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As a leading incorporation jurisdiction, with something in the region of 400,000 active registered companies holding many billions of dollars in assets, the ease with which arbitral awards may be enforced in the BVI can be a matter of vital importance to those engaged in dispute resolution.
The BVI Arbitration Act 2013 came into force on 1 October 2014, following the BVI acceding to the Convention on the Recognition and Enforcement of Foreign Arbitral Awards (New York Convention). The Act is modelled on the UNCITRAL Model Law on International Commercial Arbitration (1985), with amendments as adopted in 2006, so arbitration practitioners will be familiar with the general principles of enforcement.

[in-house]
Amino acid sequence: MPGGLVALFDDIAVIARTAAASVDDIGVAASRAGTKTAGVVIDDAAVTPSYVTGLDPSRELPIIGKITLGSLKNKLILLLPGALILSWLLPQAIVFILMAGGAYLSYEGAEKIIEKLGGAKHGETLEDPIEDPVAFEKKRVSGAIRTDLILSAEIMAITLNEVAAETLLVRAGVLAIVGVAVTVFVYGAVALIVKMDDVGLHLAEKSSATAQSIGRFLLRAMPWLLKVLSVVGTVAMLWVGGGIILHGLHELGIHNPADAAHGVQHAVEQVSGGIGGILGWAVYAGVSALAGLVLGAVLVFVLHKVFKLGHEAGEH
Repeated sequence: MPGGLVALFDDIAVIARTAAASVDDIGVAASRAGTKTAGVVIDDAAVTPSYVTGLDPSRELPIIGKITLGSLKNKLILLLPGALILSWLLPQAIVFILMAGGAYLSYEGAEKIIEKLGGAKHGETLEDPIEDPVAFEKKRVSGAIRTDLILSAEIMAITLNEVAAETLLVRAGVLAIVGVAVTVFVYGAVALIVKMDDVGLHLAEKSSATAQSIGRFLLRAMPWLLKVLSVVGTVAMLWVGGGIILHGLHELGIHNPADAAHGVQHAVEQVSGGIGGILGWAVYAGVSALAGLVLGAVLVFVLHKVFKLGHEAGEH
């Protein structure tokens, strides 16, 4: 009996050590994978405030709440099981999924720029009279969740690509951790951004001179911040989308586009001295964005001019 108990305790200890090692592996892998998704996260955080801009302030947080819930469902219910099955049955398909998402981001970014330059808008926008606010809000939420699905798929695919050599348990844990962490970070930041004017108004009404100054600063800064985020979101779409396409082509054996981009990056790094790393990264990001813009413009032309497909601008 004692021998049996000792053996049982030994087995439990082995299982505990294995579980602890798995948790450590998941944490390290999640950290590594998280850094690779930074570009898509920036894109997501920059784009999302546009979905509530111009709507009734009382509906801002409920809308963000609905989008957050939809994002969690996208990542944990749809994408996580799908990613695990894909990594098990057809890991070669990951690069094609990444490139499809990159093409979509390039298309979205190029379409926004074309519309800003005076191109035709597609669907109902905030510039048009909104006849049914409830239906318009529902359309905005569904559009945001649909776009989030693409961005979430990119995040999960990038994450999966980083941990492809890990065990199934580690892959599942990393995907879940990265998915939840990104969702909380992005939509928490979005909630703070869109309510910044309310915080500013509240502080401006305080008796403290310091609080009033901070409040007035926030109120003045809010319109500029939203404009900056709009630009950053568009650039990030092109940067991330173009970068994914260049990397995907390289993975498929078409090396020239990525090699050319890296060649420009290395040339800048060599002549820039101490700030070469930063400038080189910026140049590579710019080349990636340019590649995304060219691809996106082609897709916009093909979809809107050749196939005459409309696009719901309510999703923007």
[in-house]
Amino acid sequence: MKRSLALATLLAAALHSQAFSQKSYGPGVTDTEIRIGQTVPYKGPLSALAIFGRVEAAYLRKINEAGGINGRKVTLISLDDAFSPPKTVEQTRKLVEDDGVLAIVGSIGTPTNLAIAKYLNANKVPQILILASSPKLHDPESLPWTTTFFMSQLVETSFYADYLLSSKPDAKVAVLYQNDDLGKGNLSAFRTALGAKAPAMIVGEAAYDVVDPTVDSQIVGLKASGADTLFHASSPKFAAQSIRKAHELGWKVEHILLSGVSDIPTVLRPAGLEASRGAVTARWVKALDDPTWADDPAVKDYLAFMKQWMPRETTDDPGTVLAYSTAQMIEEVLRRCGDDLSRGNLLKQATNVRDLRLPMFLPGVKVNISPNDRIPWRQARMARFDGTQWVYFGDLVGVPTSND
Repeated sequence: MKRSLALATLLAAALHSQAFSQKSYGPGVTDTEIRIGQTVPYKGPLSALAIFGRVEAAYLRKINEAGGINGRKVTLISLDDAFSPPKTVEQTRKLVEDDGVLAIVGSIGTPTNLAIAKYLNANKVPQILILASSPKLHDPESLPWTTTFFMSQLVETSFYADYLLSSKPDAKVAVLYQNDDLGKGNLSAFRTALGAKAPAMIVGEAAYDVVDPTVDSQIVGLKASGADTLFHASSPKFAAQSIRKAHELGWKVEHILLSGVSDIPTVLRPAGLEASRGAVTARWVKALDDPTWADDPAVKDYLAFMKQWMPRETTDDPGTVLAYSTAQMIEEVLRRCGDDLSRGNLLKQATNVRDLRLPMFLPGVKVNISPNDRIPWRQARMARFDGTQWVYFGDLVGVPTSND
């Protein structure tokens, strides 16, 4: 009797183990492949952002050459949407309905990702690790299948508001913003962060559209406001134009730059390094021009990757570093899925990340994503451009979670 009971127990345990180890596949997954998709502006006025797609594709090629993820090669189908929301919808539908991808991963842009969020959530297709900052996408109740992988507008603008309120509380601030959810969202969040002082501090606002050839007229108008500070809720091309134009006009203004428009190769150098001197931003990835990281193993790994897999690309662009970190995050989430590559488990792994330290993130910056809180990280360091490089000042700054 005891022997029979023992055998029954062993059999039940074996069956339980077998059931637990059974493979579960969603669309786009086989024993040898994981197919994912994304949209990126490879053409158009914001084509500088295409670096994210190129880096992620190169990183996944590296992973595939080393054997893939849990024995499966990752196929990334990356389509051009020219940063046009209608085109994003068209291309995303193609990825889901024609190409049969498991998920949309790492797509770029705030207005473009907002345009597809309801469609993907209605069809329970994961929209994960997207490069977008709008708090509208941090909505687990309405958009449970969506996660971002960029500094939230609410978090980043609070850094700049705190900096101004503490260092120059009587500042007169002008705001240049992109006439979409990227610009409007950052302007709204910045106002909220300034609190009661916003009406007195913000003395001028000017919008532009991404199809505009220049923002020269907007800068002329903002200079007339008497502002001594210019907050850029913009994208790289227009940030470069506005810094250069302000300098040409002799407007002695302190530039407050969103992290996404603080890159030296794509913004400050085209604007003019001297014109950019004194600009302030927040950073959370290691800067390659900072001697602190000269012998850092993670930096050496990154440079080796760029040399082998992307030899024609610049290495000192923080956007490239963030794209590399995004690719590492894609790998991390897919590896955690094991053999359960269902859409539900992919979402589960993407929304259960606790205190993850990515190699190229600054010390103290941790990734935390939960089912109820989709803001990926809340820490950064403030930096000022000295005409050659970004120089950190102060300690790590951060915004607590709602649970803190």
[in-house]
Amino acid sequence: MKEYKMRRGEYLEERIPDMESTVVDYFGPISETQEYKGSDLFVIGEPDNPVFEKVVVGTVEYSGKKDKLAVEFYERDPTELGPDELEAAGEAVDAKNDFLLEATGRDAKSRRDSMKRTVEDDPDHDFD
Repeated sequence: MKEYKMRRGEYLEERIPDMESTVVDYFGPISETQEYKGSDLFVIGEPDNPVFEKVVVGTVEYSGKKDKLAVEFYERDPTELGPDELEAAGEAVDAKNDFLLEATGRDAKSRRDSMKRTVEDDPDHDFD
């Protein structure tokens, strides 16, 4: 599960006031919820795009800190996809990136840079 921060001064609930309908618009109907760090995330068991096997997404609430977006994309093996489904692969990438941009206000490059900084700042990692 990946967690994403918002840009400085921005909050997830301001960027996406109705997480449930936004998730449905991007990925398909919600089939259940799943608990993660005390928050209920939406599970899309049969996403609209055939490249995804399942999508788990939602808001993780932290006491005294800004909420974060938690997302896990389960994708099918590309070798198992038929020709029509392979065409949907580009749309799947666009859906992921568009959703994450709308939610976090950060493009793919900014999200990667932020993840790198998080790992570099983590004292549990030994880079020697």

The BVI Commercial Court has to date adopted a pragmatic and pro-enforcement stance towards enforcement, while also fairly applying the established principles under the New York Convention. The beneficiary of a convention award may readily enforce it in the BVI applying the well-established passport principles of enforcement. Similarly, a respondent may avail themselves of standard convention defences to enforcement. Under the Arbitration Act, nonconvention awards may also be enforced in the BVI. Defences against enforcement are the same as those for convention awards, but additionally, the court may refuse enforcement on the broader ground that it considers it just.
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Enforcement of Arbitral Awards in the British Virgin Islands: Procedures and Options